Tuesday, April 1, 2014

New components in Camel 2.13.0

Camel 2.13.0 was out for about a week, I hope it's not too late to share the high lights of Camel 2.13.0 in my blog :)

There are about 7 new added components: camel-hdfs2, camel-infinispan, camel-jgroups, camel-kafka, camel-optaplanner, camel-splunk, camel-swf.

It is interesting that the most of these components are for Cloud or BigData. But I want to brief these new added component differently.

As main contributor of Apache Camel, it's amazing to see the power of community which drives us to know more and more interesting projects, camel-optaplanner, camel-splunk, camel-kafka are these components. It comes from community contribution and keeps shaping by the hands for community. 

Now Apache Camel hosts more than 100 components. As we want to give the user full control of integration choice, we even provide components of same functions which are implemented by different third party projects. camel-infinispan  is a memory cache component which is much like camel-hazelcast

Apache Camel cannot host third part components due to the license issue, so we created camel-extra to host these components. It's good to see more and more third part projects move to ASLv2, which means we can host these kind of components in Apache Camel. camel-jgroups is part of Apache Camel now.

We also did some bug fixing and enhancement, you can find more information in the release note and the JIRA report




Thursday, September 12, 2013

Apache Camel 2.12.0

Camel 2.12.0 was released this week. Now I just want to spend few minutes to introduce some high lights of this release.

First it is amazing that we added about 16 new components in Camel 2.12.0, and most of these components were contributed from the user who write these components for their daily work.

camel-disruptor is leveraging LMAX Disruptor to provide the SEDA behavior in Camel, you can treat it as the replacement of the camel-seda. The big difference between camel-disruptor and camel-seda is that camel-disruptor is using the disruptor's ring buffer to store the message and camel-seda is using JDK memory queue to to store the message. If you have lots of worker thread need to be coordinated with the message flow, you can consider to use camel-disruptor to save you lots of time.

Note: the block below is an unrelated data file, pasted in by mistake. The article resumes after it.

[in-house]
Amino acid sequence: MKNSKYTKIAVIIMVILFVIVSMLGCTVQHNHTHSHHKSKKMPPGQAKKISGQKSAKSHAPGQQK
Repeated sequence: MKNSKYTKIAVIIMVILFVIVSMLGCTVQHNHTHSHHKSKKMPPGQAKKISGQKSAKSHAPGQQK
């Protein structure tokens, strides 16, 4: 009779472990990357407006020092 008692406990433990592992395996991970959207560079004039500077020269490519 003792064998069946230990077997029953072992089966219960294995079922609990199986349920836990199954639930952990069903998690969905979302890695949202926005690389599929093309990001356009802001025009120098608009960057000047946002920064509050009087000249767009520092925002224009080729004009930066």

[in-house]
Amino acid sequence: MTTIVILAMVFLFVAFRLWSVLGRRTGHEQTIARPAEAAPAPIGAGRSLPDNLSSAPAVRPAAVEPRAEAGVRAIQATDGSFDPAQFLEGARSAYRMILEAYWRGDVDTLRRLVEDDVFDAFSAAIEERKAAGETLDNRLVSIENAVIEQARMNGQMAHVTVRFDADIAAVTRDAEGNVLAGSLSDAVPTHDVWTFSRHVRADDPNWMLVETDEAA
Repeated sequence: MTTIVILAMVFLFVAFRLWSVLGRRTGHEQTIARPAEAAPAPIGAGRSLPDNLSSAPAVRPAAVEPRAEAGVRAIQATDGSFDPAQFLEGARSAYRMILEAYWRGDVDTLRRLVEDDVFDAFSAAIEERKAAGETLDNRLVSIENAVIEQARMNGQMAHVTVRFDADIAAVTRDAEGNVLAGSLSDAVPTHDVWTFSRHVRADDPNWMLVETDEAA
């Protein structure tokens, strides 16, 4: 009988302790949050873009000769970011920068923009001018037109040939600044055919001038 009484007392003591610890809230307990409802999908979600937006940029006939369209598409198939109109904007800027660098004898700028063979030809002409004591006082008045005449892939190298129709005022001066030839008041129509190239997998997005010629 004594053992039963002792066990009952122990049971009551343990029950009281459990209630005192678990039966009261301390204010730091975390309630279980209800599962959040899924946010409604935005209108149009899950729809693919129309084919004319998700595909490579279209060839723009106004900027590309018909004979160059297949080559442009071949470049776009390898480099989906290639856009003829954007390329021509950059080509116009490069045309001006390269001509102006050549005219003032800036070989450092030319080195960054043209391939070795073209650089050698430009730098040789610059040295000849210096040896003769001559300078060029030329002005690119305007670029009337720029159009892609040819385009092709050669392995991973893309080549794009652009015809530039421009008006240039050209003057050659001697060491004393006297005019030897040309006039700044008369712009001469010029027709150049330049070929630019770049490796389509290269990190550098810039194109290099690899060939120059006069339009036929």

Lots of camel user are interesting about integrating their application with the social network API, now we have camel-yammer, camel-facebook to help you interact with these social network system. If your boss wants you to use camel to write some integration code with salesforce, the camel-salesforce could be your first choice.

For the other components, one of them is supporting new version of third part library, such as camel-quartz2, some of them are supporting other protocol such as camel-rabbitmq, camel-stomp, camel-netty-http.

There are also some improvements on the camel-core side to make camel more easy to use

  • Reduced stack-frames in use during routing, that also makes Camel's stack traces being logged much less verbose. This also allows people to easier debug the internals of Camel as less AsyncCallback callbacks are in use during routing.
  • Easy to use Message History out of the box. And included message history as "route stack-trace" when exceptions logged by Error Handler to make it easier for end users to spot where the exception occurred.
  • Stream caching configuration become easier by using StreamCachingStrategy which allows spool directory per Camel Context instead of shared per JVM. And you can see the stream insight at run time by using JMX management.
  • Polling Consumers such as File, and FTP now supports using custom scheduler.Providing a new Quartz2, and Spring based out of the box, that allows to use CRON based scheduler.
  • New class org.apache.camel.util.toolbox.AggregationStrategies as a starting point to obtain commonly used Aggregation Strategies for Multicast, Splitter, Aggregator, etc. EIPs.
  • New FlexibleAggregationStrategy serving as a one-stop to perform typical aggregation strategy logic out-of-the-box: filtering results, storing them in properties, headers or bodies, as a list, casting results, etc.
  • Camel 2.12.0 also supports to setup the AggregationStrategy in POJO way.
  • Added support for XML Encryption 1.1 algorithms in the XMLSecurity data format. It is now possible to specify stronger digest algorithms when using RSA OAEP Key Transport algorithms.
If you want to go through the detail changes, you can find more information from the release note and change log.

Thursday, January 27, 2011

How to map the SOAP fault message with a custom exception?

I was working on some customer issues about throwing a SOAP fault back to the client in CXF recently. It made me think it's a common issue that I should blog about it.
First, what does the SOAP Fault message look like ?











Just like the SOAP message, the SOAP fault has a generic message structure,  it consists of faultcode, faultstring and detail elements.